April 1966 article on Frank Gorshin

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Dr. Shimel
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April 1966 article on Frank Gorshin

Post by Dr. Shimel » Thu Apr 25, 2019 10:58 am

Interesting article about how Gorshin got on Dozier's radar and how Frank saw the character and the financial impact connected to his taking the role:
GorshinRiddler0466.jpg

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epaddon
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Re: April 1966 article on Frank Gorshin

Post by epaddon » Thu Apr 25, 2019 11:10 am

Thanks for sharing. That does I think bear out a point to a degree made in an earlier thread about how Dozier was taking a risk that others might not have in going with Gorshin to open the series. Notwithstanding the parts Gorshin had done earlier he was still by his own admission in the article, thought of as an impressionist first who could just do roles that were tailored around his skill.

I still feel that someone much more "established" than Gorshin was acting wise at that point likely would not have been paired with someone like Jill St. John for the pilot.

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Aussie Batfan
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Re: April 1966 article on Frank Gorshin

Post by Aussie Batfan » Thu Apr 25, 2019 12:15 pm

Thanks for the great article. Interesting to read his comment on not wanting to appear too often on the show in order to keep the character from becoming predictable.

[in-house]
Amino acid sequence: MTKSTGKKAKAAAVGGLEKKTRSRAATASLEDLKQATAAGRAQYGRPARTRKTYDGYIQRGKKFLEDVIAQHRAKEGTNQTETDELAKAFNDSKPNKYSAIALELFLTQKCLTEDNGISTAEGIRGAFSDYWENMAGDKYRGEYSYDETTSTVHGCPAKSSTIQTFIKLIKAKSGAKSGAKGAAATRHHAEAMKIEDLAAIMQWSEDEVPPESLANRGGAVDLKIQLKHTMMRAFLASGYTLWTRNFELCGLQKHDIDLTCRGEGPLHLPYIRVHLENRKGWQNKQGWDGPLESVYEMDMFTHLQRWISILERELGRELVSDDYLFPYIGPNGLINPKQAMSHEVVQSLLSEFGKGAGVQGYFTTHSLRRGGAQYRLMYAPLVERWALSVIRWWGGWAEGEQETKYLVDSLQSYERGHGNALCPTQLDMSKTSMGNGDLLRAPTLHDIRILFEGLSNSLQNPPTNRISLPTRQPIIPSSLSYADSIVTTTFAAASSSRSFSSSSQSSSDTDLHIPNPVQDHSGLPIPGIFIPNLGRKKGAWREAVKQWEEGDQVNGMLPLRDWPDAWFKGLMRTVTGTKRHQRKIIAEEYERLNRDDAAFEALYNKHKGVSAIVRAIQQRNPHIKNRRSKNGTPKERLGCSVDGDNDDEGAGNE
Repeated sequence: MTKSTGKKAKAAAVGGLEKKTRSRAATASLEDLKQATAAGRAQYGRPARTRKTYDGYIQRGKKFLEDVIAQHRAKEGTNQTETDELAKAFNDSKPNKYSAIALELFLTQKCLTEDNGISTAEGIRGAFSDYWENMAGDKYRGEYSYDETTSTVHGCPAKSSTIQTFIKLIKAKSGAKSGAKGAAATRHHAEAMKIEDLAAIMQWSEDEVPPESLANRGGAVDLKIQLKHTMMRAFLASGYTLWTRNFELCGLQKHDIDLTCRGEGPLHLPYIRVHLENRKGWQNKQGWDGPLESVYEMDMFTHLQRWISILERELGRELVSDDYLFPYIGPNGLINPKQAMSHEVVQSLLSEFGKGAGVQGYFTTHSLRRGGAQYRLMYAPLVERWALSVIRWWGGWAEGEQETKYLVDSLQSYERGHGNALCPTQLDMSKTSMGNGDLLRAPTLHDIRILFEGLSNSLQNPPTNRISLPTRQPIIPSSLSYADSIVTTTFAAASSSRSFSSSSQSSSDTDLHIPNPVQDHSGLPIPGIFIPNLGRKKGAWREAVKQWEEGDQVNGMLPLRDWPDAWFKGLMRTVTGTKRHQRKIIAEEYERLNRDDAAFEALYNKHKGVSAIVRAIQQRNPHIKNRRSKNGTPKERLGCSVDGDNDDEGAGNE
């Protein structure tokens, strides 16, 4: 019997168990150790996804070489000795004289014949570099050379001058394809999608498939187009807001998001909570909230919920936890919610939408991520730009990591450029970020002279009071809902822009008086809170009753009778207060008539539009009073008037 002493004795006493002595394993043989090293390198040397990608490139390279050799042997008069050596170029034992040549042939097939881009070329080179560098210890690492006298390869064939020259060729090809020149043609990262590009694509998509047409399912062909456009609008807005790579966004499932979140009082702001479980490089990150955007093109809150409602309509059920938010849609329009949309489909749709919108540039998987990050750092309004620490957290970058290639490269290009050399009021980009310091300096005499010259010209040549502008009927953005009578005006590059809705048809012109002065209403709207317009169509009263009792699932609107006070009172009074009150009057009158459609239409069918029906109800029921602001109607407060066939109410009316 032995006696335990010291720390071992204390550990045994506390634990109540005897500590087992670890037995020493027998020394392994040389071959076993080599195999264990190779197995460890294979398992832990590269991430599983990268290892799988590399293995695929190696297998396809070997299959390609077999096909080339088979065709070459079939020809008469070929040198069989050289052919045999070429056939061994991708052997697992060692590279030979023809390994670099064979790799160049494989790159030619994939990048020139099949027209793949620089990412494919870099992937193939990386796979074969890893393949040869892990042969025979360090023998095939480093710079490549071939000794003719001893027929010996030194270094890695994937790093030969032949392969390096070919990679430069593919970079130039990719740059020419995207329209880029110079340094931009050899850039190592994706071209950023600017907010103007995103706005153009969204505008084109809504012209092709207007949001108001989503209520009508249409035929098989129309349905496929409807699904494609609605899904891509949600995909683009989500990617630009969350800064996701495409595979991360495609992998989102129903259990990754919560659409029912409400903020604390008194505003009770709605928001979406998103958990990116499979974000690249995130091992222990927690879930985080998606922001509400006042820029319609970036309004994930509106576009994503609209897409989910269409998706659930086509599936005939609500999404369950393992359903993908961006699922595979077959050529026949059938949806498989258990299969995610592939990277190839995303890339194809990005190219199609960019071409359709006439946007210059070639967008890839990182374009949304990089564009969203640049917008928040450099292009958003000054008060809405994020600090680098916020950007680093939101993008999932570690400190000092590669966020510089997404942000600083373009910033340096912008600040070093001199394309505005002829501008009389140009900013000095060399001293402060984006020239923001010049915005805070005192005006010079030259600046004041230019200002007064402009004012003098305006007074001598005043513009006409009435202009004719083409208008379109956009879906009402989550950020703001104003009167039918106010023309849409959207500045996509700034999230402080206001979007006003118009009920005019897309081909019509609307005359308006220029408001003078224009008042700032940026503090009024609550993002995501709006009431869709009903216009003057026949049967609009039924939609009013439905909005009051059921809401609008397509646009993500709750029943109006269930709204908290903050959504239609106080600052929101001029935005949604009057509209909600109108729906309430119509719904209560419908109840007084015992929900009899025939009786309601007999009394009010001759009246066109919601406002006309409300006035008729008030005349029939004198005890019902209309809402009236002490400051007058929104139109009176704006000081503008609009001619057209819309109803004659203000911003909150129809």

Take care,
Terry

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Jim Akin
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Re: April 1966 article on Frank Gorshin

Post by Jim Akin » Fri Apr 26, 2019 7:08 am

Great find! Thanks for sharing.

"A bizarre character is no longer bizarre if you see him too often." Amen to that. I wish the makers of Batman comics had taken that notion more to heart, particularly with respect to the Joker. His dwindling appearances in the early 70s helped make his stories feel like "events," but toward the end of that decade, when Joker got his own comic title, and especially after the 1989 movie, he started showing up nearly as frequently as he had in the 50s and 60s, and he lost a lot of his gravitas, IMHO.

Frank said he "wanted to be in the first episode," but I wonder how much control he had over that? Correspondence from the Dozier archives (slugged "Semple to Dozier—Frank Gorshin, etc." ) that Paul and Tim recently shared on the "To the Batpoles" podcast site includes Semple's reaction to Dozier's suggestion of casting Gorshin. At that point, the pilot script featuring Riddler had already been drafted. I can't help thinking Gorshin's strong resemblance to the comics character must have played a role in his selection, but more to the point, I don't think there were any other episodes he could've been cast in instead—there was ONLY a "first episode" at that point, so implying he maneuvered to be the debut villain sounds like showbiz spin.

The article has a fittingly enigmatic ending: "With that, he started for the door then came back for a last thought." Which was...?!